Facebook’s solar-powered Aquila drone, which the company intends to use to beam internet access to remote areas of the world, has completed its first successful flight.
A huge machine propelling itself through the sky, determining which people get internet access ― what could be weird about that?
“We ended up flying the Aquila for more than 90 minutes ― three times longer than originally planned,” Jay Parikh, Facebook’s global head of engineering and infrastructure, wrote in a blog post announcing the news.
The Aquila travels under 80 miles an hour, conserving energy and allowing it to "stay aloft for months at a time.” Its wingspan is larger than a Boeing 737.
Facebook has long discussed using drones as part of its Internet.org service, which would provide connectivity to parts of the world that don’t have it. About 60 percent of the global population isn’t online.
Zuckerberg has described internet access as a human right.
“In every society, there are certain basic services that are so important for people’s wellbeing that we expect everyone to be able to access them freely,” Zuckerberg wrote in an op-ed last year.
But experts aren’t so sure Facebook’s approach is correct. One of the ideas behind Internet.org is to provide a considerably slimmed down version of the internet called “Free Basics,” which allows people to access “news, employment, health, education and local information.”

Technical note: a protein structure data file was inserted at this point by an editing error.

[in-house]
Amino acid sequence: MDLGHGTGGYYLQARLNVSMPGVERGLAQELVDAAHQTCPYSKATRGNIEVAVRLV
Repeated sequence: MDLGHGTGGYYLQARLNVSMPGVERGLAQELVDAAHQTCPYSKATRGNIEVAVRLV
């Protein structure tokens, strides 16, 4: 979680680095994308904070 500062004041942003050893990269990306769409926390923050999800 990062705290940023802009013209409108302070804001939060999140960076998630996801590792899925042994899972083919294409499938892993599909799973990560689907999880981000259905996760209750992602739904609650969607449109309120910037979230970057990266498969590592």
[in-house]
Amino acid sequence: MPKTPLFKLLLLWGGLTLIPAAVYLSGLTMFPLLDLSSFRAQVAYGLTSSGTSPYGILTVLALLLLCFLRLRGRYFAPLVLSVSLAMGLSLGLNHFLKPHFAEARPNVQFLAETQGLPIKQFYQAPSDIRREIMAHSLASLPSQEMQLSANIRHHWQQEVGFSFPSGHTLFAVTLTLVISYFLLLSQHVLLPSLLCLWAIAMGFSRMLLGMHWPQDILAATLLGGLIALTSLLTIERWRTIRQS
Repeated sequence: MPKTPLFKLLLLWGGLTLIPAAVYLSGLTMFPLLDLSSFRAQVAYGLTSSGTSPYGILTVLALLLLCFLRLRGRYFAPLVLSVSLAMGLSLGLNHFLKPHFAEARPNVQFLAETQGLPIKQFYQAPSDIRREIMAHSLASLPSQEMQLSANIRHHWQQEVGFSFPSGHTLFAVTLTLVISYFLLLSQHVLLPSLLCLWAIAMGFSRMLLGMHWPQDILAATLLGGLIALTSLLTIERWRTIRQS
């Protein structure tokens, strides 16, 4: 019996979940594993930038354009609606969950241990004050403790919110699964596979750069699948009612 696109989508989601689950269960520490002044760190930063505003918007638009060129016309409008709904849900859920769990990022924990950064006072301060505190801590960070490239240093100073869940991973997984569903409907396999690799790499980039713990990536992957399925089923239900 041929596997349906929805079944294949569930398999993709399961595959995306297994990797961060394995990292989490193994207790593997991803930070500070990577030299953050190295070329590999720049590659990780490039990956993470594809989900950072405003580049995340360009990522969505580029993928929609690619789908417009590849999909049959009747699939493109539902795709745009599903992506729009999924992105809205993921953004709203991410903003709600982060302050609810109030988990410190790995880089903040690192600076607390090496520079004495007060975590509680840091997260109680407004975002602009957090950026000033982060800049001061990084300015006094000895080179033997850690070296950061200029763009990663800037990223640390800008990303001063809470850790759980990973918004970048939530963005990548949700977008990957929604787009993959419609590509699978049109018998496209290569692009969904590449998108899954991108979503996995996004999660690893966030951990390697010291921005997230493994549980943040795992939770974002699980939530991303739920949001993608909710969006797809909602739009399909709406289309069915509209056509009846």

By offering a customized internet, Facebook flouts the tenets of net neutrality, some warn. Writing for the Electronic Frontier Foundation last year, David Bogado and Katitza Rodriguez explained some of those problems:
Millions ofpeopleworldwide have noway to access theinternet,and it isan urgentproblemto solve inthe near future. However, one of Internet.org’s proposals—the zerorating proposal—meansthat people with fewer economic resources willhave freeaccess only to certain portions of the internet.That portionwill be decidedbetween those large corporationsthat are part ofInternet.org. To add to the confusion, the governments involved are promoting this segmentation of the Net as a public policyobjective.
Internet.org users will be cut off from the “ocean”of the Internet that the rest of the world inhabits, where the whole internet is available for use withoutany discriminationor prioritization ofcertain applications.
In its article about the drone, The Verge gestured toward some of the questions Facebook will have to answer, asking, “Who builds the infrastructure? Who pays for the data? And then there’s the question that dogs all of the company’s connectivity initiatives: to what extent is Facebook providing internet access, and to what extent is it simply providing access to Facebook?” But it opted not to ask Zuckerberg to explain his stance on any of these issues.
As for why Facebook might care about getting more people online ― beyond offering “life-changing opportunities and experiences to all of us,” of course ― the company makes several billion dollars every quarter from online advertising. And that’s just on the 1.09 billion people who currently use Facebook every day.